Public Access to Information 

For information on the impact of Brexit on oil and gas environmental legislation, please refer to the pdf document downloadable from the Home Page.

Key Legislation:

For more detail on the Legislation relevant to this page, please use the following links:

Supporting Legislation:
Supplementary Guidance on the Offshore Chemicals and Offshore Petroleum Activities (Oil Pollution Prevention and Control) (Coronavirus) (Amendment) Regulations 2020.

These guidance notes, provided by OPRED, outline the changes made by the Offshore Chemicals and Offshore Petroleum Activities (Oil Pollution Prevention and Control) (Coronavirus) (Amendment) Regulations 2020.

The guidance notifies the applicants that copies of documents

do not need to be made available to be obtained in person but that copies of the application must be accessible on a public website or supplied by post free of charge or provided electronically where requested, during this period. The modifications will lapse 12 months after the Regulations come into force (5 September 2020).


What Types of Information are Affected:

Although the EIRs primarily apply to the public sector there are also incidences where the private sector can be affected. Any information provided to regulators or consultees governed by the regulations could be passed on to the public if requested. The definition of environmental information is very broad and covers information which relates to air, water, land, natural sites, flora and fauna (including crops, genetically modified organisms, livestock and biodiversity), built environment, and health.

There is no absolute requirement for public authorities to notify where they are considering releasing information. Where information may be sensitive the authority should consult the originator of the information however the final decision rests with the public authority.

Information which can be Exempted:

The FOI Act sets out an exemption from the right to request information passed to the public authority in confidence, however this cannot be applied to information generated by the public authority themselves, e.g. any internal records. Additionally, information marked ‘confidential’ or containing confidentiality clauses, e.g. in contracts, will no longer be sufficient.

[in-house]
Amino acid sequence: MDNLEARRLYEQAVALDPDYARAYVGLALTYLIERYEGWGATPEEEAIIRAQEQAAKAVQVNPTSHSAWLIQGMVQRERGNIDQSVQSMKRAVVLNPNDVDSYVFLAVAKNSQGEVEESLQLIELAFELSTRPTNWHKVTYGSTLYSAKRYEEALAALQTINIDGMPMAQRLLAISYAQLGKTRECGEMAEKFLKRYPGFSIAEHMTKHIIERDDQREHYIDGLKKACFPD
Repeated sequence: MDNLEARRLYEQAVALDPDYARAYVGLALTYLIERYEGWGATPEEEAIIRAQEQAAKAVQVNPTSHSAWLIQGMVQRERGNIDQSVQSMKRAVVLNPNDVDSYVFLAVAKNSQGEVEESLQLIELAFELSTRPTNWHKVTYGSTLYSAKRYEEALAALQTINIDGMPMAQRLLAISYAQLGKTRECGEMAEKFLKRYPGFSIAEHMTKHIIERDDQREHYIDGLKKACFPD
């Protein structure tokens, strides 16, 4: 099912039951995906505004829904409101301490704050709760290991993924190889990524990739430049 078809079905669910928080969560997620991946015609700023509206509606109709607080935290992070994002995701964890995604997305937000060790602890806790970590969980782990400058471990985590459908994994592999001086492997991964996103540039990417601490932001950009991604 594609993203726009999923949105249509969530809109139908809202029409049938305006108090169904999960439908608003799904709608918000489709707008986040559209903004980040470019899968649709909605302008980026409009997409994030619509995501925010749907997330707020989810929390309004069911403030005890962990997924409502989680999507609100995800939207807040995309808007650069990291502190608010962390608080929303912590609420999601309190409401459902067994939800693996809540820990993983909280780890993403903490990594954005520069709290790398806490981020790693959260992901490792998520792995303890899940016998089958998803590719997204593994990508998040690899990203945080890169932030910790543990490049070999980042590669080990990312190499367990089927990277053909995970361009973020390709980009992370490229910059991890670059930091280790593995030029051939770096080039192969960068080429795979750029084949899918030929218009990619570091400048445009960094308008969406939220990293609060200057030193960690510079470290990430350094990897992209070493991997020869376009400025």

The EIR create a strong presumption in favour of openness, however a public authority can refuse to disclose environmental information where:

  • An exception to disclosure applies
  • The public interest in maintaining exception outweighs the public interest in disclosing information
  • They do not hold the information when the applicant’s request if received
  • The request for information is completely unreasonable
  • The request for information is too general
  • The request relates to material which is unfinished or in the course of being completed
  • The request involves the disclosure of internal communications

A public authority can also refuse to disclose environmental information if the disclosure would adversely affect:

  • International relations, defence, national security or public safety
  • The course of justice
  • Intellectual property rights
  • The confidentiality of the proceedings of any public authority
  • The protection of the environment
 NSTA Consultation on proposed regulations for the retention and disclosure of information and samples  This consultation seeks views from the industry on NSTA proposals for two sets of regulations relating to the retention and to the public disclosure by the NSTA of petroleum-related information and samples pursuant to the Energy Act 2016.